Kathleen Porter

I first traveled to Haiti in the summer of 2008 not really knowing what to expect. What I found was a country with very limited resources but full of beautiful, proud people. Volunteering with the kids in Kenskoff really opened my eyes to the needs of the country. There were so many kids without much who were still happy, smiling children.

Even though they didn’t have much, (family, food or toys), they were some of the happiest kids I have ever seen. I helped out in English class and taught the kids broom hockey. It was a very fun week with the kids and it was hard to leave them.

Immediately after my trip, I began researching adoption in Haiti as a single mom. I was 36 years old. Haiti was in my heart and I knew I needed to help out at least one child. I can’t change the world, but I can change the world for one child.

I returned to Haiti the following year in 2009 and also began my paperwork for adoption around the same time. This time, my brother and I set up a computer lab with donated computers for the kids in Kenscoff. This was another rewarding trip. Just seeing the kids’ faces light up from typing their names on a computer was such a highlight. My brother and I were also able to take in a local soccer game between two neighboring towns. This was unlike any sporting event I had ever witnessed. Although we were the only two outsiders at the game, we were made to feel very welcome by the proud Haitian spectators. After the trip, I returned home and continued working on my adoption paperwork and my home studies. In November, a 10 month old boy was referred to me. His name was Darjeau and his parents could no longer afford to feed him. He had been in an orphanage since he was 7 months old. I flew back to Haiti to meet Darjeau on December 28th and instantly feel in love with him. After verbally accepting Darjeau as the one I wanted to adopt, I flew back to the US to wait for my paperwork to get pushed through the courts in Haiti. Nothing happens quickly in Haiti.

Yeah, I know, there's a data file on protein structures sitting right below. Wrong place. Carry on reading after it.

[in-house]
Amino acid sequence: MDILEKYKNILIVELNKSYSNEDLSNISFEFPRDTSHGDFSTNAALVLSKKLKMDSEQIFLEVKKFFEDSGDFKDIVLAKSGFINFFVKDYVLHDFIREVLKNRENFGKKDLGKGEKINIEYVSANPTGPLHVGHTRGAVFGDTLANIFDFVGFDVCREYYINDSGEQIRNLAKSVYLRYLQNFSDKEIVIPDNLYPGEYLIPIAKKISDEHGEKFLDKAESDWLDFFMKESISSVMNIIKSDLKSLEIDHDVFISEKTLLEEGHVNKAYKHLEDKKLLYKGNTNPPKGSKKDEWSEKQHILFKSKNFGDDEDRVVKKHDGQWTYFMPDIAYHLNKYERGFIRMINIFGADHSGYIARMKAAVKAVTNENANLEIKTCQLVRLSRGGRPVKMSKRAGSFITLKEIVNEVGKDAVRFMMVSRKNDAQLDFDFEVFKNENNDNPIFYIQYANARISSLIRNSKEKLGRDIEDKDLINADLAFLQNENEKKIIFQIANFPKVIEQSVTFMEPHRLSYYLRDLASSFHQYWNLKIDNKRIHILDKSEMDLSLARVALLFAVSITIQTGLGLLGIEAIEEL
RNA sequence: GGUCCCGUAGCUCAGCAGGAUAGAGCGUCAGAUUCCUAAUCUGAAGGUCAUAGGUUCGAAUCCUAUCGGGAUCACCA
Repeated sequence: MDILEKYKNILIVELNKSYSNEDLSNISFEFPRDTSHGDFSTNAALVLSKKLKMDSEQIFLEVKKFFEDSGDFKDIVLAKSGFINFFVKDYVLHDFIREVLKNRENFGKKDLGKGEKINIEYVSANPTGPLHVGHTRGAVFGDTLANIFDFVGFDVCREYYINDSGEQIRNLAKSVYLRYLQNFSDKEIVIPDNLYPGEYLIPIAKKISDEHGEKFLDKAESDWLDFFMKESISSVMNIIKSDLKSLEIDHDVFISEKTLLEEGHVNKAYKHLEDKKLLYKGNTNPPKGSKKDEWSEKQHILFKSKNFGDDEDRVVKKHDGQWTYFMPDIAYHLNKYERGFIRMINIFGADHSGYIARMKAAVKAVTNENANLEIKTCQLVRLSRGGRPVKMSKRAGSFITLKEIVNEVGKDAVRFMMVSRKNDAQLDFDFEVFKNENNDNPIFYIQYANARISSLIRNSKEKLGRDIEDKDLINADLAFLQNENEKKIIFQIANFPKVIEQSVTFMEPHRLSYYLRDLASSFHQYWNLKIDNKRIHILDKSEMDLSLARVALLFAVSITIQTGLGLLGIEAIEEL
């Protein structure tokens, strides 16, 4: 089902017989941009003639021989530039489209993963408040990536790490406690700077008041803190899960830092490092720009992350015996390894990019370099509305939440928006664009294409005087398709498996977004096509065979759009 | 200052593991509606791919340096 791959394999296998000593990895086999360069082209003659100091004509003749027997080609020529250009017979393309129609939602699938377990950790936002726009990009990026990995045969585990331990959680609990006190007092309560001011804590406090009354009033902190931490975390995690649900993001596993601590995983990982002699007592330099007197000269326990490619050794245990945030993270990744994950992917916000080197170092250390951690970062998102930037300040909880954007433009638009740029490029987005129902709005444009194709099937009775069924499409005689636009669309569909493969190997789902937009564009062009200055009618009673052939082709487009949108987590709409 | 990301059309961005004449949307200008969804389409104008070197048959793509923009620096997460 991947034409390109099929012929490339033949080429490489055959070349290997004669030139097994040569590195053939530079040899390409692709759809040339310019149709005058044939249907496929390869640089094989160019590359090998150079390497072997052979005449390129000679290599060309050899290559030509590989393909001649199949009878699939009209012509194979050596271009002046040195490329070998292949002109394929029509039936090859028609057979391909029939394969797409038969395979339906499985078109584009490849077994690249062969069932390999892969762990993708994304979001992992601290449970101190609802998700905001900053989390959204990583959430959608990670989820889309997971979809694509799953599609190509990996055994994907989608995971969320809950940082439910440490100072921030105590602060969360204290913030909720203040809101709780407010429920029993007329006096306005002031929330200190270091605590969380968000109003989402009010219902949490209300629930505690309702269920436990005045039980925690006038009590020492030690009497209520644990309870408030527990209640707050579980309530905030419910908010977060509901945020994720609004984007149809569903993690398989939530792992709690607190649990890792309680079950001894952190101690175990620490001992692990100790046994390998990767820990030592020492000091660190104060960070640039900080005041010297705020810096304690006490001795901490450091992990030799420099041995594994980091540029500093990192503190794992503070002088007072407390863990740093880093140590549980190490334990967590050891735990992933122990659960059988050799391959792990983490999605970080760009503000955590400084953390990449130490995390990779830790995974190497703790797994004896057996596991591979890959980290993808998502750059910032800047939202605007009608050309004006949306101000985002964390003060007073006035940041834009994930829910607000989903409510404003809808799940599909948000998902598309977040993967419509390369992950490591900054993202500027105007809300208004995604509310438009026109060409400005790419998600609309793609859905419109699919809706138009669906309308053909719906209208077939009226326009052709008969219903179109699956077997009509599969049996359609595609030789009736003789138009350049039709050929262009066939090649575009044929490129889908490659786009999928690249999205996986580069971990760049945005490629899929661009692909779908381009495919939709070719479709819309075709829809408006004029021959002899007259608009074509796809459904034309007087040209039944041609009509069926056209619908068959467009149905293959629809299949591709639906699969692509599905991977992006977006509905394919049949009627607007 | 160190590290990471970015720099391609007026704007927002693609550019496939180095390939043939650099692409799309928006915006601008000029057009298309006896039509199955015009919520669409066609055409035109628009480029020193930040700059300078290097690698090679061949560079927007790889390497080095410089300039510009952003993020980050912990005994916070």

While waiting for my paperwork, the massive earthquake struck on January 12th, 2010, 11 days after I had left Haiti. I didn’t know if Darjeau was alive or not as his orphanage had collapsed and no one could reach them until the next day. My mom called and told me she was going down to Haiti to help the people with other doctors and nurses. Two days later, I was told that Darjeau was alive and the kids were living outside. However, they were running low on food since his orphanage collapsed in the massive earthquake. I have never felt so helpless in my life. There was no way to reach my mom in Haiti to see if she could get to Darjeau. She was busy helping the wounded in the earthquake.

7 days later on January 19th, I received an email that told me to fly to Miami the next day to pick up my son. My boss at work gave me a bunch of miles and I flew to Miami the next morning. When I landed in Miami, I received a phone call that said Darjeau was in Fort Lauderdale and I needed rent a car and drive there to pick him up. I left the Miami airport and went to rent a car in order to drive to Ft. Lauderdale. While I was waiting in line, when I received another phone call from a lady who was sitting next Darjeau on an airplane in Puerto Rico. “Is he okay?” I asked frantically. She assured me he was fine and he was eating a peanut butter and jelly sandwich. She told me they were on their way to Chicago and to meet them there. I asked her if she was sure and she told me yes. I took the shuttle back to the Miami airport and caught the next flight to Chicago. After flying all over the country for Darjeau in one day, I was able to finally catch up with him after midnight on a very cold night in Chicago. I will never forget the man at the airport finally handing me a very dirty, exhausted child. I don't think I set Darjeau down for an hour but rather just watched him sleep in my arms. Nevertheless, it was the beginning of the best decision I have ever made.

Kathleen Porter